The challenge of Putin as well as ISIS requires an answer beyond avoidance and containment. The threat is immediate but also the challenge to the rule of law and the ideology upon which free and democratic states have prospered as societies and economies over the last few decades.
While I didn't watch all the winning films, I did watch other movies that in my humble opinion, are more current and relevant in their subject matter and themes.
Had I not been entrusted in October 2014 by Safia Farkash Mohamed, Muammar Gaddafi's widow, to defend the future of her murdered son's minor child and...
Condemnations were quick and direct when a Libyan court approved a death penalty sentence for the son of deposed dictator Muammar Gaddafi and eight others for war crimes, including murder. However anyone feels about these specific verdicts, Libyans have earned the right to see their tormentors brought to justice. And the work of Libyan courts in these cases should be commended -- or at least respected.
There are good things about testosterone, like the way it builds strong bones and muscles, or makes guys grow sexy chest hair. But I'm seeing a pattern to violence and aggression and the clouded judgment that unleashes that angry poison onto the world, namely that it is usually male.
Ethnicity is a tool rather than the cause for the reappearance of discord in Burundi. As means to rationalize his grab for perpetual office, President Pierre Nkurunziza has reached into the bag of tricks of stoking fear of "the other." That is a zombie from the past that can rise from the dead.
As in all matters of war and peace, the buck stops at the president's desk: it wasn't Hillary, but Barack Obama who ultimately gave the orders.
While glorifying in what they proclaimed was a new "model for Western intervention," Obama and his accomplices were completely oblivious to what they had sown, which Libya is reaping today.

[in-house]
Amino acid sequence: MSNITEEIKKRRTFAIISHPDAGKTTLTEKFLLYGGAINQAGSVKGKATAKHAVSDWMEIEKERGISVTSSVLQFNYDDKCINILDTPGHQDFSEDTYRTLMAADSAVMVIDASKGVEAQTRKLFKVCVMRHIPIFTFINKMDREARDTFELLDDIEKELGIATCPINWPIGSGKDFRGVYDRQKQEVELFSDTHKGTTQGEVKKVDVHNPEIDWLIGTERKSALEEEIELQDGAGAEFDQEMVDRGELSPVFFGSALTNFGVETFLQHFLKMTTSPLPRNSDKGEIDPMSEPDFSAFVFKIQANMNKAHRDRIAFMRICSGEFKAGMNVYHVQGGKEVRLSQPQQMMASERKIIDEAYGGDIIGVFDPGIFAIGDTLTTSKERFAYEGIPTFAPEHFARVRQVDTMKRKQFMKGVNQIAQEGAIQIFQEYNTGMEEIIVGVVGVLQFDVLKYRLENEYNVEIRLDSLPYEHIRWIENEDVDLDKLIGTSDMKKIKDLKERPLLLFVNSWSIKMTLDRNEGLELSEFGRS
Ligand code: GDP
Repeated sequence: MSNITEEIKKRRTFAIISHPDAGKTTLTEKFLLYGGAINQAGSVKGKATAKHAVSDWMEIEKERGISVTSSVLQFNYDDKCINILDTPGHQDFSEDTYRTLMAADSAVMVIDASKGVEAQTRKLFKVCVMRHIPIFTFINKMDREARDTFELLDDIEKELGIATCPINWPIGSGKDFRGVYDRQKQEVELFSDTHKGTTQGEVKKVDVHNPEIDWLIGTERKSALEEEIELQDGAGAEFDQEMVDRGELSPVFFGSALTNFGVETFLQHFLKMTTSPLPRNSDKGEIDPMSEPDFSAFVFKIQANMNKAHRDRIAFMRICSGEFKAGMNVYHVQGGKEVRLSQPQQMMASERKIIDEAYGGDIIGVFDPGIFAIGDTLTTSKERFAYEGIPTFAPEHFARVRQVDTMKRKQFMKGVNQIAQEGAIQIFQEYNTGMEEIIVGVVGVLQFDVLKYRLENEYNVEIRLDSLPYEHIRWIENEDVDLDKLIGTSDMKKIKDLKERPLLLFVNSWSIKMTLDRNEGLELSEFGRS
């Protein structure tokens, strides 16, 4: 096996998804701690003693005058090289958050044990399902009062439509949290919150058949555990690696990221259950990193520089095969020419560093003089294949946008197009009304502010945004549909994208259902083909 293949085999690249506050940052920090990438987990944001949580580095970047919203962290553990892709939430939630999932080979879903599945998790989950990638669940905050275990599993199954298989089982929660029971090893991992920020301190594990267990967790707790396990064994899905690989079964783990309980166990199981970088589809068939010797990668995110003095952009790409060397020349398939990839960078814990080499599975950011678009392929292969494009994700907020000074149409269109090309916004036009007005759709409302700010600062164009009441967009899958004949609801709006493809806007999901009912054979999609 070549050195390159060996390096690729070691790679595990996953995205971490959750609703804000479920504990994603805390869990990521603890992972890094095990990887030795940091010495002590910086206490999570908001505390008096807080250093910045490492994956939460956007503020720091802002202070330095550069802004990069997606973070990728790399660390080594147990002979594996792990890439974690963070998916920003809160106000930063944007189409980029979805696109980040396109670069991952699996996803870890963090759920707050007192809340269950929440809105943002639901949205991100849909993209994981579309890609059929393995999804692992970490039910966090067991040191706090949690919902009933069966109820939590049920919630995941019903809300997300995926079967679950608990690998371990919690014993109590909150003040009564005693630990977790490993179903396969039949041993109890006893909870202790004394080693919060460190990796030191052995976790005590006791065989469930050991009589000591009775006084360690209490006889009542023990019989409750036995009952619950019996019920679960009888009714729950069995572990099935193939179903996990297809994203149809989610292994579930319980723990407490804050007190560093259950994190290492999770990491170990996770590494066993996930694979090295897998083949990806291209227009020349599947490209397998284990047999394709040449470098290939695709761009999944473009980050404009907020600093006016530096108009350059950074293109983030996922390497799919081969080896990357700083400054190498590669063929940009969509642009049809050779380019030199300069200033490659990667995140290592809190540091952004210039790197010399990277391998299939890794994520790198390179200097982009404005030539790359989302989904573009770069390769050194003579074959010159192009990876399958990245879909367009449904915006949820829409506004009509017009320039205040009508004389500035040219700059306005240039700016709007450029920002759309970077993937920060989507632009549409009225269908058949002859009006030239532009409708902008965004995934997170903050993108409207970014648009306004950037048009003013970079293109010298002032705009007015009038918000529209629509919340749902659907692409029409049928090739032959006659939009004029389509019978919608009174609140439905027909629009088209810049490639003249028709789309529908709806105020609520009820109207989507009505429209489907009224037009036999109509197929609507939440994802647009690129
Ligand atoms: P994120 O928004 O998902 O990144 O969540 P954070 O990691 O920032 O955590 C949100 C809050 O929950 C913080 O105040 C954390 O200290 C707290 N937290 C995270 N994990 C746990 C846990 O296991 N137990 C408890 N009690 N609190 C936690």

Barack Obama reportedly takes pride in his skill as a card player. Poker is the prime game of politics and politicians. The president's record suggests that he is something less than its master. There is only one group of players whom he beats regularly -- the "liberals" whose gambling instincts have been honed in endless games of rainy-day Scrabble.
The Libyan revolution triumphed in autumn 2011 with the aid of several friendly countries, foremost among them France and the United States. At last, the future seemed open: fraternity, liberty, and prosperity would reign; we were united. Three years after our liberation, my heart bleeds.
When politics has gone bankrupt and finds its extension in fratricidal war, there is only one way forward, which is to make everyone understand that no one can win alone and that salvation, and suicide alike, can only be collective.
How did a simple weekend trip become a veritable affair of state? Having come to meet with leaders of various Libyan factions at the Hôtel La Résidence, a philosopher found himself at the center of a maelstrom in which rumor and spite eclipsed truth and diplomacy.
What makes one country more important than another? That's a crucial question to ask when it comes to Libya. The U.S. is now prioritizing the fight against ISIS through airstrikes over Iraq and Syria. But what about the country we were so focused on three years ago?
After weeks of fighting, an Islamist and jihadist alliance led by Ansar al-Sharia--a group with ties to Islamic State (formerly ISIS)--has taken control of Benghazi and declared an "Islamic Emirate."
Indian Strategist Prof. M D Nalapat, UNESCO Peace Chair and Editorial Director of the Sunday Guardian, has an unusually spot-on record for predicting trends in the Middle East. This is what he has to say about Iraq.
There's no reason for coups to have such enduring appeal. Like those recurring bouts of malaria, they often lead to nothing but more coups. Treating the fever is not enough. We have to look at the underlying infection of the body politic.